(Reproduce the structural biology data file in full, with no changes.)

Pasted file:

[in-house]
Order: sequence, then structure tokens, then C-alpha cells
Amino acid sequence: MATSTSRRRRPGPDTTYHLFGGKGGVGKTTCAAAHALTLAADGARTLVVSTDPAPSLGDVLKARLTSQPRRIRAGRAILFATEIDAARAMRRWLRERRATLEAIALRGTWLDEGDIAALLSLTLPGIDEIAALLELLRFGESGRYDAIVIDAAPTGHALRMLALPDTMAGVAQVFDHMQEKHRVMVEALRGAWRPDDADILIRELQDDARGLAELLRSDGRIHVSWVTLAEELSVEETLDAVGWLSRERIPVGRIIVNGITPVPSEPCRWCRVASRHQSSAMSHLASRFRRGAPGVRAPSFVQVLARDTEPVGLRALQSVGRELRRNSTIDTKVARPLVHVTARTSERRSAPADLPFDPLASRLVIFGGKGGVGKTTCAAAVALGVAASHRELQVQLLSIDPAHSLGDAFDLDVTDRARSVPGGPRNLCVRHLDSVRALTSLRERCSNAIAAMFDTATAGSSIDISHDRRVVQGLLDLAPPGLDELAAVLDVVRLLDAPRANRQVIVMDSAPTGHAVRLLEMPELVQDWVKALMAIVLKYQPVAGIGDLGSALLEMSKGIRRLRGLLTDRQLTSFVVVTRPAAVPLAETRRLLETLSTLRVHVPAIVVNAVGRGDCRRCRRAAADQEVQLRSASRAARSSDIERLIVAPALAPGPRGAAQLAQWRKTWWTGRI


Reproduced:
[in-house]
Order: sequence, then structure tokens, then C-alpha cells
Amino acid sequence: MATSTSRRRRPGPDTTYHLFGGKGGVGKTTCAAAHALTLAADGARTLVVSTDPAPSLGDVLKARLTSQPRRIRAGRAILFATEIDAARAMRRWLRERRATLEAIALRGTWLDEGDIAALLSLTLPGIDEIAALLELLRFGESGRYDAIVIDAAPTGHALRMLALPDTMAGVAQVFDHMQEKHRVMVEALRGAWRPDDADILIRELQDDARGLAELLRSDGRIHVSWVTLAEELSVEETLDAVGWLSRERIPVGRIIVNGITPVPSEPCRWCRVASRHQSSAMSHLASRFRRGAPGVRAPSFVQVLARDTEPVGLRALQSVGRELRRNSTIDTKVARPLVHVTARTSERRSAPADLPFDPLASRLVIFGGKGGVGKTTCAAAVALGVAASHRELQVQLLSIDPAHSLGDAFDLDVTDRARSVPGGPRNLCVRHLDSVRALTSLRERCSNAIAAMFDTATAGSSIDISHDRRVVQGLLDLAPPGLDELAAVLDVVRLLDAPRANRQVIVMDSAPTGHAVRLLEMPELVQDWVKALMAIVLKYQPVAGIGDLGSALLEMSKGIRRLRGLLTDRQLTSFVVVTRPAAVPLAETRRLLETLSTLRVHVPAIVVNAVGRGDCRRCRRAAADQEVQLRSASRAARSSDIERLIVAPALAPGPRGAAQLAQWRKTWWTGRI